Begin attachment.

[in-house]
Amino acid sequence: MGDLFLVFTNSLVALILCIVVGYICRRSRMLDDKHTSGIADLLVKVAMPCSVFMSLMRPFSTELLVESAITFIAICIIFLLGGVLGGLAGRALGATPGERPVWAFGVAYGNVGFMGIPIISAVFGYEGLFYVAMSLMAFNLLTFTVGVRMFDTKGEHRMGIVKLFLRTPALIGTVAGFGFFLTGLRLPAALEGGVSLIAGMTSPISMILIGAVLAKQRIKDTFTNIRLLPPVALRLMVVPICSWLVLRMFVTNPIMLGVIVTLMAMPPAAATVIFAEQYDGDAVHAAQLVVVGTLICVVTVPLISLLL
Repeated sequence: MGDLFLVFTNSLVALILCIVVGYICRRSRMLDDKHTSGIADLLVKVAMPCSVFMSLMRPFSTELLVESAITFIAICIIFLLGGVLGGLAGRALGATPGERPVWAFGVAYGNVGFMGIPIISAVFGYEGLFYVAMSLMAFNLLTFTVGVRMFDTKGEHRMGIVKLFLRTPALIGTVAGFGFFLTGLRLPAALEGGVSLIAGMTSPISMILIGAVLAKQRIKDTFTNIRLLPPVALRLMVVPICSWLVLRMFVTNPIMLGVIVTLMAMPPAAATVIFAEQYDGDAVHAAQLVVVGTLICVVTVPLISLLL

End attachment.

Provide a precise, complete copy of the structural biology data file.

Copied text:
[in-house]
Amino acid sequence: MGDLFLVFTNSLVALILCIVVGYICRRSRMLDDKHTSGIADLLVKVAMPCSVFMSLMRPFSTELLVESAITFIAICIIFLLGGVLGGLAGRALGATPGERPVWAFGVAYGNVGFMGIPIISAVFGYEGLFYVAMSLMAFNLLTFTVGVRMFDTKGEHRMGIVKLFLRTPALIGTVAGFGFFLTGLRLPAALEGGVSLIAGMTSPISMILIGAVLAKQRIKDTFTNIRLLPPVALRLMVVPICSWLVLRMFVTNPIMLGVIVTLMAMPPAAATVIFAEQYDGDAVHAAQLVVVGTLICVVTVPLISLLL
Repeated sequence: MGDLFLVFTNSLVALILCIVVGYICRRSRMLDDKHTSGIADLLVKVAMPCSVFMSLMRPFSTELLVESAITFIAICIIFLLGGVLGGLAGRALGATPGERPVWAFGVAYGNVGFMGIPIISAVFGYEGLFYVAMSLMAFNLLTFTVGVRMFDTKGEHRMGIVKLFLRTPALIGTVAGFGFFLTGLRLPAALEGGVSLIAGMTSPISMILIGAVLAKQRIKDTFTNIRLLPPVALRLMVVPICSWLVLRMFVTNPIMLGVIVTLMAMPPAAATVIFAEQYDGDAVHAAQLVVVGTLICVVTVPLISLLL